In prior art striker systems, typically, there are separate springs to drive the firing pin for firing and to retract it.
While the invention has been described in detail and with reference to specific embodiments thereof, it will be apparent to one skilled in the art that various changes and modifications can be made therein without departing from the spirit and scope thereof.
|Cited Patent||Filing date||Publication date||Applicant||Title|
|US580924||Oct 31, 1896||Apr 20, 1897||Firearm|
|US2776602||Sep 25, 1953||Jan 8, 1957||Colt S Mfg Co||Barrel positioning means for automatic pistol|
|US2889753||May 9, 1958||Jun 9, 1959||Whitney George W||Barrel positioner for automatic pistol|
|US4201113||Aug 29, 1978||May 6, 1980||Lueder Seecamp||Telescoping return-spring assembly for automatic handguns|
|US5086579 *||Dec 17, 1990||Feb 11, 1992||Smith & Wesson Corp.||Decocking mechanism for a semi-automatic firearm|
|US5309815||Mar 24, 1992||May 10, 1994||Heckler & Koch Gmbh||Firearm, particularly handgun|
|US5355768 *||May 19, 1993||Oct 18, 1994||Felk Edward K||Automatic pistol with select fire mechanism|
|US5386659 *||Dec 17, 1993||Feb 7, 1995||Smith & Wesson Corp.||Fire control mechanism for semiautomatic pistols|
|US5437120 *||Dec 10, 1993||Aug 1, 1995||Richard A. Voit||Firearm having improved safety and accuracy features|
|US5581046||Dec 2, 1994||Dec 3, 1996||Heckler & Koch Gmbh||Hand-held firearm with recoil attenuation|
|US5604326 *||Dec 21, 1994||Feb 18, 1997||Giat Industries||Striker device for a firearm|
|US5654519||Apr 11, 1995||Aug 5, 1997||Heckler & Koch Gmbh||Automatic pistol|
|US5678342 *||Jul 12, 1995||Oct 21, 1997||Felk; Edward Karl||Automatic piston firing mechanism|
|US5701698 *||Feb 23, 1996||Dec 30, 1997||Carl Walther Gmbh||Trigger mechanism for firearms|
|US5741996 *||Feb 12, 1996||Apr 21, 1998||Sturm, Ruger & Company, Inc.||Firearm frame including a firearm barrel and trigger mount control mechanism|
|US5797206 *||Dec 26, 1996||Aug 25, 1998||Smith & Wesson Corp.||Method for reversibly converting a traditional double action pistol to a single action, target pistol|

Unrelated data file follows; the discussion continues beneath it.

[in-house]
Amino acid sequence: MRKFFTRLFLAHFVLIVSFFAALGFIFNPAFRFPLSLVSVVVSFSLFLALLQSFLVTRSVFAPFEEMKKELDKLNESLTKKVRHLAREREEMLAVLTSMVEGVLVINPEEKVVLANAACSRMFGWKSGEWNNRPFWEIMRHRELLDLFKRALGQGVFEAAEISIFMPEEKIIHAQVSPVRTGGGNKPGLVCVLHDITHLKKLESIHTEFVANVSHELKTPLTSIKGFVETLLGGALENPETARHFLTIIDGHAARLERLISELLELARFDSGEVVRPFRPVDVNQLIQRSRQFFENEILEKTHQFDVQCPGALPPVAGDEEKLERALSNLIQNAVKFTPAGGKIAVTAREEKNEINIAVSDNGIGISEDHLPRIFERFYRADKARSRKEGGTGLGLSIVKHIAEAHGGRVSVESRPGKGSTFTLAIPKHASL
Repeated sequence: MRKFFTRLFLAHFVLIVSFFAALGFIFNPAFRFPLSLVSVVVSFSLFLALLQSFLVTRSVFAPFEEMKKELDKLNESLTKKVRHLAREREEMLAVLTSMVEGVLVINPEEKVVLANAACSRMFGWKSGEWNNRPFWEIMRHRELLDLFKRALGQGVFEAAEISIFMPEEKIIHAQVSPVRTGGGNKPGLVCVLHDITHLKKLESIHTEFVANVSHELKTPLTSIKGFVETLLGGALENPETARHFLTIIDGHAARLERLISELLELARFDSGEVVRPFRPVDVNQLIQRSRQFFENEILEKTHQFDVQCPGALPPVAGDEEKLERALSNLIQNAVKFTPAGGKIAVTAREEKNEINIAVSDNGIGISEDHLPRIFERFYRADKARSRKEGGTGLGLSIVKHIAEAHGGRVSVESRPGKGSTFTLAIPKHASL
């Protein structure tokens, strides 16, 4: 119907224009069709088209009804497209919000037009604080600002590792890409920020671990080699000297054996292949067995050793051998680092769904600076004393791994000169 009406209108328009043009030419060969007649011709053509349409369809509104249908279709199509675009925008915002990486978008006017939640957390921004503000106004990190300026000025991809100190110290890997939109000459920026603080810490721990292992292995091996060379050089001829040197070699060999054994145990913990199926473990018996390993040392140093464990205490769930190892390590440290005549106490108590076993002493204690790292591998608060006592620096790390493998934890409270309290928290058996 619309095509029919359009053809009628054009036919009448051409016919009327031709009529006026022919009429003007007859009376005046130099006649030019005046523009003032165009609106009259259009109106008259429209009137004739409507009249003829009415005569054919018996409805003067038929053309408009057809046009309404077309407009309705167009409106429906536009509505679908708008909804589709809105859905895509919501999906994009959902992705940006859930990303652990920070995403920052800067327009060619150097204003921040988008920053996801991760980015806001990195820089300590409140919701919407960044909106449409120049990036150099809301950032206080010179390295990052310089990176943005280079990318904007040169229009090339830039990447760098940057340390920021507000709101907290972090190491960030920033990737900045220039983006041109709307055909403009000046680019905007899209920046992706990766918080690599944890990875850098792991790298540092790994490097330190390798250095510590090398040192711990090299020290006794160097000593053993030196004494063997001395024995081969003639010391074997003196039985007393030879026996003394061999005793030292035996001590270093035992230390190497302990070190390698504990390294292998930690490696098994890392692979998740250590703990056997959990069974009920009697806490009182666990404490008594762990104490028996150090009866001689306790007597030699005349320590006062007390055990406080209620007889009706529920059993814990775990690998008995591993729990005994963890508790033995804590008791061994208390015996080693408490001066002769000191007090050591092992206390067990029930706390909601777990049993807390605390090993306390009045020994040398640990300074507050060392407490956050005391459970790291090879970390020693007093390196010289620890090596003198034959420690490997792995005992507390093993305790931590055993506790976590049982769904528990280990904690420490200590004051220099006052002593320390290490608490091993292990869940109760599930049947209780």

|US6070512 *||Aug 14, 1998||Jun 6, 2000||Rohrbaugh; Karl||Handgun and method of operating handgun|
|US6145234 *||Jul 21, 1999||Nov 14, 2000||Heckler & Koch Gmbh||Firing pin safety catch mechanism|
|US20010037596 *||Apr 12, 2001||Nov 8, 2001||Salvitti Alfred W.||Integrated manual safety device for hammerless semiautomatic pistols|
|Citing Patent||Filing date||Publication date||Applicant||Title|
|US7810268 *||Jul 25, 2007||Oct 12, 2010||Sturm Ruger & Company, Inc.||Striker-fired firearm|
|US7987763 *||Feb 13, 2008||Aug 2, 2011||Kimber Ip, Llc||Double action firing pin system|
|US8176836 *||Nov 21, 2008||May 15, 2012||Vladimir Georgiev Peev||Double action short reset trigger system|
|US20100236121 *||Sep 23, 2010||Mcgarry James||Striker-fired firearm|
|US20110099870 *||Nov 21, 2008||May 5, 2011||Vladimir Georgiev Peev||Double Action Short Reset Trigger System|
|U.S. Classification||89/196, 42/69.02|
|Oct 25, 2005||AS||Assignment|
Owner name: KIMBER IP, LLC, NEW YORK
Free format text: ASSIGNMENT OF ASSIGNORS INTEREST;ASSIGNORS:SIRKIS, NEHEMIA;ZONSHINE, AMIR;REEL/FRAME:016678/0603
Effective date: 20050928
|Jun 20, 2011||FPAY||Fee payment|
Year of fee payment: 4
|Sep 16, 2015||FPAY||Fee payment|
Year of fee payment: 8